GI side effects

Any reported unusual GI side effects, including abdominal pain/cramps, heartburn, stomach acid/reflux, nausea, vomiting, abdominal rumbling, bloating, belching, excess gas/wind, bowel movements, stool type, etc, during the study will be recorded at the phone call the day after each CID and each day during the at-home intervention in a booklet including the Bristol Stool Form Scale.43 The GI symptoms check has been based on the validated Gastrointestinal Symptoms Rating Scale tool.44

Statistical analysis plan

Per-protocol analysis will include participants who completed all 6 CIDs and had a level of adherence to the product consumption >80%. The main evaluations for this trial will be to investigate differences between the intervention products (two no added/reduced sugar reformulated S&SE products and one sucrose-sweetened control). Where this is not appropriate for some of the secondary outcomes, descriptive analyses will be used to interpret differences. Data will be pooled across the split-site (Leeds and Lyon) study using the biscuit matrix. Data will be presented as means and SD. Outcome variables will be checked for normality and transformed where necessary. To account for any missing data, analyses will be conducted using linear mixed models. Models will compare S&SE product conditions versus sucrose control in a 3 (S&SE1, S&SE2, sucrose control) × 2 (exposure day 1 and exposure day 14) within-subject design. Model parameters will be adjusted to obtain the best model fit. Adjustments for covariates (eg, age, gender, BMI, intervention site, compliance, protocol deviations, adverse events and concomitant medication) will be applied as necessary, for example, in the event that they influence outcomes. Analyses will be reported as both unadjusted and adjusted models. The American Statistical Association’s policy statement on p values45 advises that all p values from specified statistical models be reported along with point estimates, effect size and CIs to help interpret the compatibility of the data with the study outcomes; therefore, this procedure will be followed. Otherwise, the level of significance will be set at 0.05.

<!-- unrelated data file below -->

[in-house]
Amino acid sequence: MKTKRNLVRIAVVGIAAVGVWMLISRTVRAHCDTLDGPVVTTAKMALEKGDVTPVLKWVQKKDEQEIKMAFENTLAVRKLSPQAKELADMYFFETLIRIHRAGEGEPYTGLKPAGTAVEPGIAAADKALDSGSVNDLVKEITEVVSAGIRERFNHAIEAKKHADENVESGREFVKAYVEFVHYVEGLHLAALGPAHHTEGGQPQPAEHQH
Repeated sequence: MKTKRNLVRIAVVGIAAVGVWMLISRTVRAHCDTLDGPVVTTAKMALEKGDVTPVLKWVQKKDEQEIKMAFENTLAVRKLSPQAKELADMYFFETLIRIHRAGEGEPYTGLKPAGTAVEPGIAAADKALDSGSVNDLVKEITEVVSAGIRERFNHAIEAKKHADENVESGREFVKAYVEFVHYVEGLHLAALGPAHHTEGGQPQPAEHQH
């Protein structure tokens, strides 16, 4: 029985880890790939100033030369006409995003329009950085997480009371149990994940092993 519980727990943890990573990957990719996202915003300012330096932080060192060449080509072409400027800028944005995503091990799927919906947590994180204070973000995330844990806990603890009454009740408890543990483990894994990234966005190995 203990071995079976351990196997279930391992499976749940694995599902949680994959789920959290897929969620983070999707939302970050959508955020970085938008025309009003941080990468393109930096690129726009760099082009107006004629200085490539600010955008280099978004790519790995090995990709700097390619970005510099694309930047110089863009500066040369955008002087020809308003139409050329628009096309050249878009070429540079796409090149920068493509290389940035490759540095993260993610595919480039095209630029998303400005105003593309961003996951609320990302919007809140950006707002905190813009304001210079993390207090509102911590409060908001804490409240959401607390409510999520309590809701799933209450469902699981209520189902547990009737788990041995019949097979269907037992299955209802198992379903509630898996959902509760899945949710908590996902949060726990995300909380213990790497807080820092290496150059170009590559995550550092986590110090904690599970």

Safety analysis

Information relating to adverse events (including events relating to GI side effects) and concomitant medication will be tabulated and summarised descriptively.

Ethics and monitoring